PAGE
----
Funding for main sporting counties cut in bid to level the playing field
SEVERAL prominent sporting counties have been warned they will get less sports funding than normal from the Government for the foreseeable future.
Junior Sports Minister Michael Ring said he was redressing previous "imbalances" in sports funding, which saw some counties do well in the past, while others were starved of state cash.
The big losers as a result will be Kerry, Sligo, Donegal, Limerick and Waterford.
They finished bottom of the table in terms of sports funds per head of population in the latest round of sports grants announced yesterday.
Some 880 sports clubs and organisations will benefit from €40.5m in government cash this year.
The policy was drawn up after criticism that certain counties benefited disproportionately in the past, particularly Kerry when local TD John O'Donoghue was sports minister between 2002 and 2007.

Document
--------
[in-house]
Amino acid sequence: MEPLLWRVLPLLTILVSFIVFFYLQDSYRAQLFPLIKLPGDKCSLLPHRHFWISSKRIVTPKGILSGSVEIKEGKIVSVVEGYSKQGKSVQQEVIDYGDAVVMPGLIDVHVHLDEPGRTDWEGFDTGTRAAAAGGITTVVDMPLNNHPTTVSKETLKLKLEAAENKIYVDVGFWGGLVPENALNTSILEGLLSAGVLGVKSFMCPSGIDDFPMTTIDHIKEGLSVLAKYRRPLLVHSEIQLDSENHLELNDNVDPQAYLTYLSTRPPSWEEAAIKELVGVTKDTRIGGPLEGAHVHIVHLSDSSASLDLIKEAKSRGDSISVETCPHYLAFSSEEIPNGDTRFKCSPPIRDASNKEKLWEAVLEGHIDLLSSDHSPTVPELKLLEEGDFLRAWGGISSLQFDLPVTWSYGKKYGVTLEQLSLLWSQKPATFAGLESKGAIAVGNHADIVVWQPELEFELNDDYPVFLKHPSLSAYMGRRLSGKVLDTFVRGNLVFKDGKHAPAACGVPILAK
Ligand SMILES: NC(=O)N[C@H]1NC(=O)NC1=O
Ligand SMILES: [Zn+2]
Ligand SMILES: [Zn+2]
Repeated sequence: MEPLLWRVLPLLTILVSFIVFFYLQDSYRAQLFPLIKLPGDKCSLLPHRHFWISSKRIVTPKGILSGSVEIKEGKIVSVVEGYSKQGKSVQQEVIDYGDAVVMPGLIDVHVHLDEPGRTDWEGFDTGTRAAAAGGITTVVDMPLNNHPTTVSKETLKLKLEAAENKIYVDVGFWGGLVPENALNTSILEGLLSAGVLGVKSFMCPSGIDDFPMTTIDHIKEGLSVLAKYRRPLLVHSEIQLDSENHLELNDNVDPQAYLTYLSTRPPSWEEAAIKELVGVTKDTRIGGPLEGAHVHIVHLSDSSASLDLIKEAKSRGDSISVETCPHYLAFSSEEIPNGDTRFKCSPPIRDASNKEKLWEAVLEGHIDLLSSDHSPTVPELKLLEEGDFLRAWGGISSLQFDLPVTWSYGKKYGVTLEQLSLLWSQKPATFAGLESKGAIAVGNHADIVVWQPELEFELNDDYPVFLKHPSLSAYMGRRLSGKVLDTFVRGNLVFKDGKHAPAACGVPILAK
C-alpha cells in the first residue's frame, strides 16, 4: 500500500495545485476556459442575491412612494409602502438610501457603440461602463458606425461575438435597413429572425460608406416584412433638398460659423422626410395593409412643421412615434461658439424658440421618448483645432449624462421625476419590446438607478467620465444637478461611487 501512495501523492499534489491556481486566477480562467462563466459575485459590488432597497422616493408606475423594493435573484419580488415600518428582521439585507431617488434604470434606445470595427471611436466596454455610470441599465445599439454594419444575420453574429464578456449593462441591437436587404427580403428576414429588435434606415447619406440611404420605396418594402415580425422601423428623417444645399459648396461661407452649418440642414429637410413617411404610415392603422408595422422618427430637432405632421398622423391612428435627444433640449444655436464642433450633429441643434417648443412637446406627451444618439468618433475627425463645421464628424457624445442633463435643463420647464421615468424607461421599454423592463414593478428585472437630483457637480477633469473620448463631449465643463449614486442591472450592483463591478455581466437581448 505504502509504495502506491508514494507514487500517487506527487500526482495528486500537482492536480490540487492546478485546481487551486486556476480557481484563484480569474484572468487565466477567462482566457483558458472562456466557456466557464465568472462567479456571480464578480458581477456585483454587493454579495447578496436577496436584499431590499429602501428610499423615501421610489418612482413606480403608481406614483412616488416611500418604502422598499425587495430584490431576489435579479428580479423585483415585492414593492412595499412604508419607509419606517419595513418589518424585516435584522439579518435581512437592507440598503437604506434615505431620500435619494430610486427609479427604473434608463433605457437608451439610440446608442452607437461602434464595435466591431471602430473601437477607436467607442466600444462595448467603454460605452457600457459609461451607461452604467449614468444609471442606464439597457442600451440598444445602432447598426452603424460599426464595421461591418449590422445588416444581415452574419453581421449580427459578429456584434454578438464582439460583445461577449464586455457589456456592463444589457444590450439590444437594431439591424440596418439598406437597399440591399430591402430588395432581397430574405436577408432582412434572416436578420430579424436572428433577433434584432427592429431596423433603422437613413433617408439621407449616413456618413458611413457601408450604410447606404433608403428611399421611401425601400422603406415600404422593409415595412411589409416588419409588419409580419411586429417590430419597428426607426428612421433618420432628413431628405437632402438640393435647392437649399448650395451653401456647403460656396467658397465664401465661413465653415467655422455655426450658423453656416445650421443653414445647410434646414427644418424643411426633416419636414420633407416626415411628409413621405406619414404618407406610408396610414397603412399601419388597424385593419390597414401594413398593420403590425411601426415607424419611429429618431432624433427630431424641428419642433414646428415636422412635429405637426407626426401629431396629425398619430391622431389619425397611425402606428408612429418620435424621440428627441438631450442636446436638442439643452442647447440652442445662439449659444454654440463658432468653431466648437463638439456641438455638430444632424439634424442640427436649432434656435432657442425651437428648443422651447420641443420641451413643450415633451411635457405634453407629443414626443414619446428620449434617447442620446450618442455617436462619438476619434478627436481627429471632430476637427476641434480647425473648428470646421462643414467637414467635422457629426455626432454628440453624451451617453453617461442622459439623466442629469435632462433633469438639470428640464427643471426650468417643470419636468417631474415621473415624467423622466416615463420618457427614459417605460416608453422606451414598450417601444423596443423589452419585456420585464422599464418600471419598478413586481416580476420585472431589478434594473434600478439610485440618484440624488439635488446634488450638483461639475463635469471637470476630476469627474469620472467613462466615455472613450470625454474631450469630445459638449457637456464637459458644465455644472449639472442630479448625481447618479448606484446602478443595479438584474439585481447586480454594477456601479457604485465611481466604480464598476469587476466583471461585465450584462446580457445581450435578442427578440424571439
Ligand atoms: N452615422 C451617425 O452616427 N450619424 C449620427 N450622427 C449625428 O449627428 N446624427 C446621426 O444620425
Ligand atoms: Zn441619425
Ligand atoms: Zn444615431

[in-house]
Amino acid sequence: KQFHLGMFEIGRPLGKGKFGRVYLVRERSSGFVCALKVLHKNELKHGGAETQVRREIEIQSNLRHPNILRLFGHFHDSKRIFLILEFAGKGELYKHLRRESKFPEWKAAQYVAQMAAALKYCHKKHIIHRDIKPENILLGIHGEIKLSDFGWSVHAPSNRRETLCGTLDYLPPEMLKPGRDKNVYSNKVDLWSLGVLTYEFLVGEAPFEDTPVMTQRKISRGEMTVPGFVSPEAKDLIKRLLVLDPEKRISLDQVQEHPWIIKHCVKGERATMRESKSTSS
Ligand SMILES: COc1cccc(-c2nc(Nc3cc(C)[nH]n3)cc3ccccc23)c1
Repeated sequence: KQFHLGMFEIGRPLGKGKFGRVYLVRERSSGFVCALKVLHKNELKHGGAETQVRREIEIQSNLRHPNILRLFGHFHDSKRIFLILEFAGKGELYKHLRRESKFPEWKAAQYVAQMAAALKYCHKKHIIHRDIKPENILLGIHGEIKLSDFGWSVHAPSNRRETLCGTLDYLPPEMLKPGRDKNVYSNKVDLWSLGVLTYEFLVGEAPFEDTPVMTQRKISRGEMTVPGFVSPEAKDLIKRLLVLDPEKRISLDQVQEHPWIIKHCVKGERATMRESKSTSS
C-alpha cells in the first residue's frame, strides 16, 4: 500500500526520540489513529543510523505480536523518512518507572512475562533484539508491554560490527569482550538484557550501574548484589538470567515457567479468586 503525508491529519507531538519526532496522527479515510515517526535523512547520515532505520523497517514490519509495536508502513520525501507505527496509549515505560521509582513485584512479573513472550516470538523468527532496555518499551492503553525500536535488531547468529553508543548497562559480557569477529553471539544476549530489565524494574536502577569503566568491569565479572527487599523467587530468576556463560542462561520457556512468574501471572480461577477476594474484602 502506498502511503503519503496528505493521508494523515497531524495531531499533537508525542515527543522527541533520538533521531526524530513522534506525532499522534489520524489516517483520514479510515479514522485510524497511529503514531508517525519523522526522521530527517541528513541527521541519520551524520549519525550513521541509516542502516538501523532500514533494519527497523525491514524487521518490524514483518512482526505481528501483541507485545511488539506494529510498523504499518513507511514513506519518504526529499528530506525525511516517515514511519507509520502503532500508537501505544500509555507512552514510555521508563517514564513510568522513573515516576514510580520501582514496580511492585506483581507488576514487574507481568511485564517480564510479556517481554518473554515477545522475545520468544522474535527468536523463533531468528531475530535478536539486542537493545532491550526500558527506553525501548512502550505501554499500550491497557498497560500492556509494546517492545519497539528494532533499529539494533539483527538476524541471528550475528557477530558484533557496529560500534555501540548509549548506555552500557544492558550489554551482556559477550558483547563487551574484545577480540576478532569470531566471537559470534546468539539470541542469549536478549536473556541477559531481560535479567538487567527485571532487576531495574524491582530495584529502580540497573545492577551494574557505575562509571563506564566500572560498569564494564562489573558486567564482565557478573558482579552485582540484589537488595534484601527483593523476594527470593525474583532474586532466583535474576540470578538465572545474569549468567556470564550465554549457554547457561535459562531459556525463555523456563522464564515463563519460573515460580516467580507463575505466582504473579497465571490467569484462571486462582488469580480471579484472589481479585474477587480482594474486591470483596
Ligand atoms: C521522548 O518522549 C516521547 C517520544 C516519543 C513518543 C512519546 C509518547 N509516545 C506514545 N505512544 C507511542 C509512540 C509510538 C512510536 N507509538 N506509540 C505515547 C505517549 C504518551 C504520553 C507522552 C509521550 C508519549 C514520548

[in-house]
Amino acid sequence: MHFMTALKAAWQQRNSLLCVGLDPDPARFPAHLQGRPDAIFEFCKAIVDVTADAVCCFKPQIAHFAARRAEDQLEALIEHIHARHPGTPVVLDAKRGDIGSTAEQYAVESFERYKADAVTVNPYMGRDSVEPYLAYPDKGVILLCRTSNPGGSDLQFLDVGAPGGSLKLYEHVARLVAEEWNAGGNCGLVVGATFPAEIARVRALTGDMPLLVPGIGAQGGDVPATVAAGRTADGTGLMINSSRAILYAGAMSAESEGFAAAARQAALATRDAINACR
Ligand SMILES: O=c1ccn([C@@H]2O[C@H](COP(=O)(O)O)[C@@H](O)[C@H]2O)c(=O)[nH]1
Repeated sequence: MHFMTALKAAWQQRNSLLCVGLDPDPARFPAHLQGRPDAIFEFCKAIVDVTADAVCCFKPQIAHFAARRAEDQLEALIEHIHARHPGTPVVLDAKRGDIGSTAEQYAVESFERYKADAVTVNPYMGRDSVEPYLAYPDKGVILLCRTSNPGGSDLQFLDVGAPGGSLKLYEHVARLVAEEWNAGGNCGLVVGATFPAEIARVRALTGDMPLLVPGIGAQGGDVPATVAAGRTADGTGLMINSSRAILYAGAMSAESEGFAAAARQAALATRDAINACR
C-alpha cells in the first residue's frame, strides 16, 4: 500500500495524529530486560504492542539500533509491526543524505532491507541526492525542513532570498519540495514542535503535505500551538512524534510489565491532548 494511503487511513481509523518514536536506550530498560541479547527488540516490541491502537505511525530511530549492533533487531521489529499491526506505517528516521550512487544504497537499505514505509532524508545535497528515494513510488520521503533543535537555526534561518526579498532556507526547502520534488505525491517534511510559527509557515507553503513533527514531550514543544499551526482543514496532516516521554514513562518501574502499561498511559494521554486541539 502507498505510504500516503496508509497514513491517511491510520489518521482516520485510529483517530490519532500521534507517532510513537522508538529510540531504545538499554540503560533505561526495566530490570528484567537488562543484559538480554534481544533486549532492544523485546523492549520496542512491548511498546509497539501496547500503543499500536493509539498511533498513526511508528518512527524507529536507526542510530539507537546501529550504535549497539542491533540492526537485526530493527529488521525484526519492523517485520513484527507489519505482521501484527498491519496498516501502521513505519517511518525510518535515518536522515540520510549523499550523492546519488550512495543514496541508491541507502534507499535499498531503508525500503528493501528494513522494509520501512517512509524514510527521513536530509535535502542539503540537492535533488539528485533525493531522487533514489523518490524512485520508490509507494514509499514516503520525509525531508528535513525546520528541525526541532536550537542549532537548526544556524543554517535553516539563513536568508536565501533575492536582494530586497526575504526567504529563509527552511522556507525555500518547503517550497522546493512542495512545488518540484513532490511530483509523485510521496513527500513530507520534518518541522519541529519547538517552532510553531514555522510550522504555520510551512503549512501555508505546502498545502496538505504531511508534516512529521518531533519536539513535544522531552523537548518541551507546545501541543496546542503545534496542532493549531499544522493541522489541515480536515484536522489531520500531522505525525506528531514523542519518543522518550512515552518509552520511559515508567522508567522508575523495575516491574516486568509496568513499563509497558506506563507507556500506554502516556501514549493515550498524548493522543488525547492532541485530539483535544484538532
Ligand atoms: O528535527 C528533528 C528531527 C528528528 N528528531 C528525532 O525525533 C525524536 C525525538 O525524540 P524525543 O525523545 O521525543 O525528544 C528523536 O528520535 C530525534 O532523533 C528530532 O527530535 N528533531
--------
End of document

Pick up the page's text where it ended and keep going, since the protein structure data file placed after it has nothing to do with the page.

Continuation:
Counties deemed to have received the most funds between 1998 and 2013 received some 14pc less than they would have got if the latest round of funding was calculated purely per head of population.
This money has been used to top up allocations given to so-called weaker counties, with Carlow, Wicklow, Meath, Clare, Wexford, Laois, Cavan and Kilkenny the big winners.
Mr Ring said the policy, first adopted for sports funding two years ago, would remain in place for as long as necessary.
"When we think the imbalance has been addressed we will stop," he said.
Kerry received €202 in sports funding per head of population between 1998 and 2013. In contrast, Carlow, Wicklow and Meath received just €111 per head in the same period.
Mr Ring said he made no apology for the policy and called it fairest for everyone.
The biggest funding allocation for a county went to Dublin, with €8m, but it is ranked mid-table in terms of funding per head of population.
The minister said Dublin could have got €1.1m more, but there had not been enough successful applications made. GAA, soccer, tennis and boxing clubs garnered most grants, but there was also money for American football, fencing and orienteering.
Mr Ring stressed that his native Mayo had not benefited disproportionately.